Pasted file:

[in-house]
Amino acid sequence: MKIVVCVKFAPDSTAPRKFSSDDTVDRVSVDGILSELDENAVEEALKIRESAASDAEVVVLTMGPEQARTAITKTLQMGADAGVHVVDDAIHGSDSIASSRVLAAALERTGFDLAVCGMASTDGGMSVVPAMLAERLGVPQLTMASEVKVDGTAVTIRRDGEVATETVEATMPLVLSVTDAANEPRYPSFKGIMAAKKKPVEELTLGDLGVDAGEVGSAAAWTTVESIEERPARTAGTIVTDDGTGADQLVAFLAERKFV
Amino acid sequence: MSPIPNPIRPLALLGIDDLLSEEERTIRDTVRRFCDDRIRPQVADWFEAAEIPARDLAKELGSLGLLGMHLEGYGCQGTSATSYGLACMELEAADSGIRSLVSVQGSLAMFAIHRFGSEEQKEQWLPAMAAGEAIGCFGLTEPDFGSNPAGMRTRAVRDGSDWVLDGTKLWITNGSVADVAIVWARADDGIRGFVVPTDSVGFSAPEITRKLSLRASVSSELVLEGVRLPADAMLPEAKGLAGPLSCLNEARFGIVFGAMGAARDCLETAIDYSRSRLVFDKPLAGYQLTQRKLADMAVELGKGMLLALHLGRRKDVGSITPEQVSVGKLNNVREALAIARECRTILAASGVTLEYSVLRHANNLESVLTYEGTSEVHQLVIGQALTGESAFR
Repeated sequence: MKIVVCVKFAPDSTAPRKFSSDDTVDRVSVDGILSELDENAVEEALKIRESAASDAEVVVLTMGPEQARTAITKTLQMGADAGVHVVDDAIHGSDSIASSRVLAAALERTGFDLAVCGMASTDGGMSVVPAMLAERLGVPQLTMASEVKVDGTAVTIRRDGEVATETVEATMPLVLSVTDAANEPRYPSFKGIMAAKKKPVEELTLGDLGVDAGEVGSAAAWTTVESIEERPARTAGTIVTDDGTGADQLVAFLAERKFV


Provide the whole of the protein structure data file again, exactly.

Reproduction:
[in-house]
Amino acid sequence: MKIVVCVKFAPDSTAPRKFSSDDTVDRVSVDGILSELDENAVEEALKIRESAASDAEVVVLTMGPEQARTAITKTLQMGADAGVHVVDDAIHGSDSIASSRVLAAALERTGFDLAVCGMASTDGGMSVVPAMLAERLGVPQLTMASEVKVDGTAVTIRRDGEVATETVEATMPLVLSVTDAANEPRYPSFKGIMAAKKKPVEELTLGDLGVDAGEVGSAAAWTTVESIEERPARTAGTIVTDDGTGADQLVAFLAERKFV
Amino acid sequence: MSPIPNPIRPLALLGIDDLLSEEERTIRDTVRRFCDDRIRPQVADWFEAAEIPARDLAKELGSLGLLGMHLEGYGCQGTSATSYGLACMELEAADSGIRSLVSVQGSLAMFAIHRFGSEEQKEQWLPAMAAGEAIGCFGLTEPDFGSNPAGMRTRAVRDGSDWVLDGTKLWITNGSVADVAIVWARADDGIRGFVVPTDSVGFSAPEITRKLSLRASVSSELVLEGVRLPADAMLPEAKGLAGPLSCLNEARFGIVFGAMGAARDCLETAIDYSRSRLVFDKPLAGYQLTQRKLADMAVELGKGMLLALHLGRRKDVGSITPEQVSVGKLNNVREALAIARECRTILAASGVTLEYSVLRHANNLESVLTYEGTSEVHQLVIGQALTGESAFR
Repeated sequence: MKIVVCVKFAPDSTAPRKFSSDDTVDRVSVDGILSELDENAVEEALKIRESAASDAEVVVLTMGPEQARTAITKTLQMGADAGVHVVDDAIHGSDSIASSRVLAAALERTGFDLAVCGMASTDGGMSVVPAMLAERLGVPQLTMASEVKVDGTAVTIRRDGEVATETVEATMPLVLSVTDAANEPRYPSFKGIMAAKKKPVEELTLGDLGVDAGEVGSAAAWTTVESIEERPARTAGTIVTDDGTGADQLVAFLAERKFV